One hundred and eighty one patients with CIS were treated with interferon beta1a and followed over the period of 4 years. Lymphocyte subsets were analyzed by flow cytometry. A Kaplan-Meier estimator of survival probability was used to analyze prognosis. For statistical assessment only individual differences between baseline values and values at the time of relapse or confirmed disability progression were analysed.
RESULTS:

Higher levels of B lymphocytes predicted relapse-free status. On the other hand, a decrease of the naïve subset of cells (CD45RA+ in CD4+) after 12, 24, and 36 months of follow-up were associated with an increased risk of confirmed disability progression.
CONCLUSION:

Our data suggest that the quantification of lymphocyte subsets in patients after the first demyelinating event suggestive of MS may be an important biomarker.
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B cell biomarkers

Postby frodo » Wed Aug 02, 2017 2:30 am

A paper that says more about how B cells contribute to MS. 48 kDa Myo1c mean a 48 kilo-dalton (size meassure) protein named miosin.

Modern aspects of B lymphocytes in the pathogenesis of multiple sclerosis: the use of B-cell biomarkers in clinical practice

Abstract

Background.

The purpose was to investigate the correlation between the level of 48 kDa form of unconventional myosin 1c (48 kDa Myo1c) (marker of apoptosis in cells) in the blood serum of patients with multiple sclerosis (MS), and features of the disease debut in the context of the modern understanding of the key role of B lymphocytes even at the early stage of pathological process in MS. Materials and methods. 61 patients with multiple sclerosis and 20 healthy donors aged 19–57 years participated in the research.

Methods of investigation:

clinical (complaints, life and disease history, general and neurological examination), laboratory (identification of 48 kDa Myo1c in the blood serum by consequent serum protein sedimentation, electrophoresis and digital analysis of electrophoregrams; presence of Myo1c was confirmed by Western blot with anti-Myo1c antibodies).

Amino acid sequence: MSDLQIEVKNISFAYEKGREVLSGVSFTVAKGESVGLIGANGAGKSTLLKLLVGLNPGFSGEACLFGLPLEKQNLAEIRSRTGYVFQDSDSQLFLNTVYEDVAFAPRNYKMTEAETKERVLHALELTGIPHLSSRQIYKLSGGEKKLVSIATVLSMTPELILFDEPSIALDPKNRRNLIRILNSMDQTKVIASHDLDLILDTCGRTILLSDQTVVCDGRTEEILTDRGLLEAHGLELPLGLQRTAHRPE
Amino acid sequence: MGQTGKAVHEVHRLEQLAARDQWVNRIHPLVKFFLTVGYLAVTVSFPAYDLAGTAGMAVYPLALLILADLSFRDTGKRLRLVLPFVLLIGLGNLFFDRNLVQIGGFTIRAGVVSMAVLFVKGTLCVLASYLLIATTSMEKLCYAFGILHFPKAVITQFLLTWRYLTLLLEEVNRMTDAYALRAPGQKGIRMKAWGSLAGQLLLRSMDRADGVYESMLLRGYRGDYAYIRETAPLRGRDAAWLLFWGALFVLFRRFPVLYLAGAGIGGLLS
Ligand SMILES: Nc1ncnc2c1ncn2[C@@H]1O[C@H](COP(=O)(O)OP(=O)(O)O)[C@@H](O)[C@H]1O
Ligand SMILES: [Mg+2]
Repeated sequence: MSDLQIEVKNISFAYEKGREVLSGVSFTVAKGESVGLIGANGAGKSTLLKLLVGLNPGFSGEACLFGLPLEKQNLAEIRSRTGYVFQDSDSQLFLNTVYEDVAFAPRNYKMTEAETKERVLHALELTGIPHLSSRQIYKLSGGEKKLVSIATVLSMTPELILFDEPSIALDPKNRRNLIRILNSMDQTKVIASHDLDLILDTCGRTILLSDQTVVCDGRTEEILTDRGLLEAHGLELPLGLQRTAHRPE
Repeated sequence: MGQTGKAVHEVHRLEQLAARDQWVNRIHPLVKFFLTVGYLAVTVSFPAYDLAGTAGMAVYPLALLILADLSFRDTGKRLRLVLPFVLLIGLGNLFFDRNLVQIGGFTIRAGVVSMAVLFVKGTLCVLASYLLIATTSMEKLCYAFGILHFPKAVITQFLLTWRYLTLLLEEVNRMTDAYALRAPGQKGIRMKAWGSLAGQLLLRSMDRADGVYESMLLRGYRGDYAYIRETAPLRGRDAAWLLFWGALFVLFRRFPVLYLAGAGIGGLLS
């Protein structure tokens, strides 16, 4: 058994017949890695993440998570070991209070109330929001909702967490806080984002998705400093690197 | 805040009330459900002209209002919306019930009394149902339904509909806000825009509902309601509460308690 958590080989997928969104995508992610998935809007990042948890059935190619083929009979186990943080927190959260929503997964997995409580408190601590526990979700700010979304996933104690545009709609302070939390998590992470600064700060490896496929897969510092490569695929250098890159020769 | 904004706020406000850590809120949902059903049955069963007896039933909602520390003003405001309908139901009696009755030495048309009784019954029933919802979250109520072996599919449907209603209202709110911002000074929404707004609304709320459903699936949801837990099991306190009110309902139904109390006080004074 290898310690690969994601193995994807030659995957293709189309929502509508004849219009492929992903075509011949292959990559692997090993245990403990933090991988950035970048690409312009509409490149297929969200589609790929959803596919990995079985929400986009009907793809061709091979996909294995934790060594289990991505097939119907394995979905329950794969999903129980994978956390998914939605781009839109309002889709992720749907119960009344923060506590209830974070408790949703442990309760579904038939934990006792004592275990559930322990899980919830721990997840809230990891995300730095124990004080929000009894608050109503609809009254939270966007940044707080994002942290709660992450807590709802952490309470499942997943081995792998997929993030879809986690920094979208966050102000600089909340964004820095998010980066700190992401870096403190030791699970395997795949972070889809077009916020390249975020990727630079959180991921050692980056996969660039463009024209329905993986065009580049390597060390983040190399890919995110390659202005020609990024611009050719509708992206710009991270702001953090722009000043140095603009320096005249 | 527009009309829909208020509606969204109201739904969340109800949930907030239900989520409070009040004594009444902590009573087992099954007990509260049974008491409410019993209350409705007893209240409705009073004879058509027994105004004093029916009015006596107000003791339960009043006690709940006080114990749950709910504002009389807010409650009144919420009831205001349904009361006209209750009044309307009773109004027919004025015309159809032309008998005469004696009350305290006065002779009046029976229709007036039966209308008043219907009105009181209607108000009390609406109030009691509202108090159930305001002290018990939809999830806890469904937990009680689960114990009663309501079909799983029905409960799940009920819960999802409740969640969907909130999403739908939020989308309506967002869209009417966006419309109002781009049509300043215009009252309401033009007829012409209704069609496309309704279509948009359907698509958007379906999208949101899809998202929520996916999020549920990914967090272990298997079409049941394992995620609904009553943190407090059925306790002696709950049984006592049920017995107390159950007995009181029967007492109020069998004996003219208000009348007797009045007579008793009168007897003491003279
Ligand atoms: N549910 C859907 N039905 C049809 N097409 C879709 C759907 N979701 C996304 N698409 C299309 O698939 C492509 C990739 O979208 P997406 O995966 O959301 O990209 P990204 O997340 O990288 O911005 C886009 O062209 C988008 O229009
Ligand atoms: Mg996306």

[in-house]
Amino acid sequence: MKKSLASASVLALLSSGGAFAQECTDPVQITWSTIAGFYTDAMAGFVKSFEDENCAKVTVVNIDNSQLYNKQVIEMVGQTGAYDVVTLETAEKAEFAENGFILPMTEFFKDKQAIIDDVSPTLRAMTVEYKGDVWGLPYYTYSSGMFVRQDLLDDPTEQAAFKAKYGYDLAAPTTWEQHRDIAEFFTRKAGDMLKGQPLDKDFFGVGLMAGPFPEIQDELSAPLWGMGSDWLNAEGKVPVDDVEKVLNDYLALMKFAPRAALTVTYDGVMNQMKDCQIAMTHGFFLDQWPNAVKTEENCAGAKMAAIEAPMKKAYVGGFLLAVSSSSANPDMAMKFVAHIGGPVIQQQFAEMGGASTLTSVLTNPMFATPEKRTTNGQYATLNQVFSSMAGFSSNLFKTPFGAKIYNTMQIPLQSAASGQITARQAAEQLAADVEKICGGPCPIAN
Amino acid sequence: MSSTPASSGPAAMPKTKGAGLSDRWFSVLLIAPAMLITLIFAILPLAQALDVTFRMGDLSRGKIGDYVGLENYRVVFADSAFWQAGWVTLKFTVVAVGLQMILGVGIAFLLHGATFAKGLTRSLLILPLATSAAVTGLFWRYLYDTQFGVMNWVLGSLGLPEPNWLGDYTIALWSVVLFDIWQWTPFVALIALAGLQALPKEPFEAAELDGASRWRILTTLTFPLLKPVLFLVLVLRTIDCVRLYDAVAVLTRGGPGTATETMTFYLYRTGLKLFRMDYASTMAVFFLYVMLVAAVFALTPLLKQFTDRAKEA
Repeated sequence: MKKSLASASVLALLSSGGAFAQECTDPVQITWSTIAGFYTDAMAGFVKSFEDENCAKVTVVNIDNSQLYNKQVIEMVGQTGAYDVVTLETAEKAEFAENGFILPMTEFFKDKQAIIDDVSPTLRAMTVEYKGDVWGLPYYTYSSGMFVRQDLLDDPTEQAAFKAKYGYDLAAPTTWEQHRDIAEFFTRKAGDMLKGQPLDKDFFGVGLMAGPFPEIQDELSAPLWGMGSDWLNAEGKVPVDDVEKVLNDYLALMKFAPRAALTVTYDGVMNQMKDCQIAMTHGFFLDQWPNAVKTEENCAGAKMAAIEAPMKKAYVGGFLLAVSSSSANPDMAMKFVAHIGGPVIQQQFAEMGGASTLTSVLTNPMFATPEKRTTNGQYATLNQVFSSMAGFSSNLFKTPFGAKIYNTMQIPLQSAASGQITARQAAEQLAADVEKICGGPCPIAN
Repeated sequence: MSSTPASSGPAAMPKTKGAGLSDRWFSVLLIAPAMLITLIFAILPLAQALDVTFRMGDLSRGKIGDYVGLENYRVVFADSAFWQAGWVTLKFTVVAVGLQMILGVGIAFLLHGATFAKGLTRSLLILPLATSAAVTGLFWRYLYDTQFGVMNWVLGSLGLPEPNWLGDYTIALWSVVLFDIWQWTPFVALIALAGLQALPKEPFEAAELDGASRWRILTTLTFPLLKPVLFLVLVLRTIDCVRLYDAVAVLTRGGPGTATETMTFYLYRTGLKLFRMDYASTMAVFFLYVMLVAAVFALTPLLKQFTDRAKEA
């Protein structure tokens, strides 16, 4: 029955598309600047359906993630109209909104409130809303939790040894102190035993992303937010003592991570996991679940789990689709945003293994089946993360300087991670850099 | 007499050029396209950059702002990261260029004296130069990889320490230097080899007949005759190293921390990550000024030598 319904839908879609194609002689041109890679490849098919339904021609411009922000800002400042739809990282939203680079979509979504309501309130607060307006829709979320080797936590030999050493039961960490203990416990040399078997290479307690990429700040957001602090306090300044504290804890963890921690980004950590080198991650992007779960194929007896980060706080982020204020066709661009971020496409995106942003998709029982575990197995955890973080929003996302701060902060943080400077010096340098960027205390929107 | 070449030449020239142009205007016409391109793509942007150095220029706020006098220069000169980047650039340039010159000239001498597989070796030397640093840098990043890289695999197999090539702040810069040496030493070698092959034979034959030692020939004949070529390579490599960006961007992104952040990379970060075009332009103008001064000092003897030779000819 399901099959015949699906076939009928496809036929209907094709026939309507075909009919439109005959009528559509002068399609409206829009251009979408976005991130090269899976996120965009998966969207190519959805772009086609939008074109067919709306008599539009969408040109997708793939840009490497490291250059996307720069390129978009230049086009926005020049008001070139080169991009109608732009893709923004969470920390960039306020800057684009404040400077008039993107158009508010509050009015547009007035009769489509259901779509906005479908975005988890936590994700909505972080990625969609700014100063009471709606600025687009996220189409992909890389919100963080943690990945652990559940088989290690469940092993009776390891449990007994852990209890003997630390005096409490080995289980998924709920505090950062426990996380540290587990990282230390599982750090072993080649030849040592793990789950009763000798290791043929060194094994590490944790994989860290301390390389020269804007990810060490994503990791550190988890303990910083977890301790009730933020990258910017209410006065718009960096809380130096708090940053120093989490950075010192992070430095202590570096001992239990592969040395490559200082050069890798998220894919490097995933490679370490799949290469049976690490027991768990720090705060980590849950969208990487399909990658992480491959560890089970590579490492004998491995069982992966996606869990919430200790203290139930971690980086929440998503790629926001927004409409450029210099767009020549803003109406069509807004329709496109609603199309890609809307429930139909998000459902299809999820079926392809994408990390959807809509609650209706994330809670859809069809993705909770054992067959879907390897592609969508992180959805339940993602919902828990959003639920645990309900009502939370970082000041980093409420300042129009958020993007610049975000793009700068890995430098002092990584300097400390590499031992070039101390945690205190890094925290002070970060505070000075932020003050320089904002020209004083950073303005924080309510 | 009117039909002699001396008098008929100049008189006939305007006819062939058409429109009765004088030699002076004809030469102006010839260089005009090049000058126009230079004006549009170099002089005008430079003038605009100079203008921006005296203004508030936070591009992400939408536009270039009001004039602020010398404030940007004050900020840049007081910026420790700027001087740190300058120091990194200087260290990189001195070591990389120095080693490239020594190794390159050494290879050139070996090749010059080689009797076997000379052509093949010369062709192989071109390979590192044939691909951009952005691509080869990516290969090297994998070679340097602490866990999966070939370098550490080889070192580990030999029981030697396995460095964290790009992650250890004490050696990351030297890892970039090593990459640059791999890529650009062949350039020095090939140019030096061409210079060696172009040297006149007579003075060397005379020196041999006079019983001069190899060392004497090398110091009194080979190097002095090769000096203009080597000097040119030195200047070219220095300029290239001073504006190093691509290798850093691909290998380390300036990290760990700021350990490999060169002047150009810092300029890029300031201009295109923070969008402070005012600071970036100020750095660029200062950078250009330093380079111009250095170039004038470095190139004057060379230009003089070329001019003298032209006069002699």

Results.

In the group of MS patients with high level of 48 kDa Myo1c, the average age of the patients at the time of disease onset was the lowest, but significant statistical relationships between concentrations of 48 kDa Myo1c in the serum of patients and age of MS debut were not found.

At the onset of MS as a reduction of visual acuity, the average level of 48 kDa Myo1c in the blood serum of patients was revealed significantly more often, and at the onset of oculomotor disorders — a low level, indicating a less favorable course of the disease due to the low apoptosis of autoreactive lymphocytes. Levels of serum 48 kDa Myo1c were not significantly dependent on the disease activity in MS patients at the time of examination and blood sampling, and therefore the use of this biomarker is possible not only during the exacerbation of the disease, but also during remission.

Conclusions. Modern researches show that in MS B lymphocytes are involved not only in the synthesis of oligoclonal autoantibodies, but also in the antibody-independent mechanisms, especially in the presentation of antigens to T cells, synthesis of pro-inflammatory cytokines, the formation of ectopic lymphoid follicle-like clusters in the central nervous system.

Therefore, it is a reasonable to use B cell markers, including 48 kDa Myo1c, in clinical practice, particularly, to predict the course of MS aggressiveness and effectiveness of disease-modifying therapies.
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Re: B cell biomarkers

Postby frodo » Wed Aug 02, 2017 2:57 am

Circulating microRNA are remainings of DNA of dead cells that appear circulating in the blood stream. Some of them can be used as biomarkers for MS. This article speaks about "circular RNA" but probably they mean "circulating"

Circular RNA profiling reveals that circular RNAs from ANXA2 can be used as new biomarkers for multiple sclerosis

Abstract

Multiple sclerosis is an autoimmune disease, with higher prevalence in women, in whom the immune system is dysregulated. This dysregulation has been shown to correlate with changes in transcriptome expression as well as in gene-expression regulators, such as non-coding RNAs (e.g. microRNAs).

Indeed, some of these have been suggested as biomarkers for multiple sclerosis even though few biomarkers have reached the clinical practice. Recently, a novel family of non-coding RNAs, circular RNAs, has emerged as a new player in the complex network of gene-expression regulation. MicroRNA regulation function through a ‘sponge system’ and a RNA splicing regulation function have been proposed for the circular RNAs. This regulating role together with their high stability in biofluids makes them seemingly good candidates as biomarkers.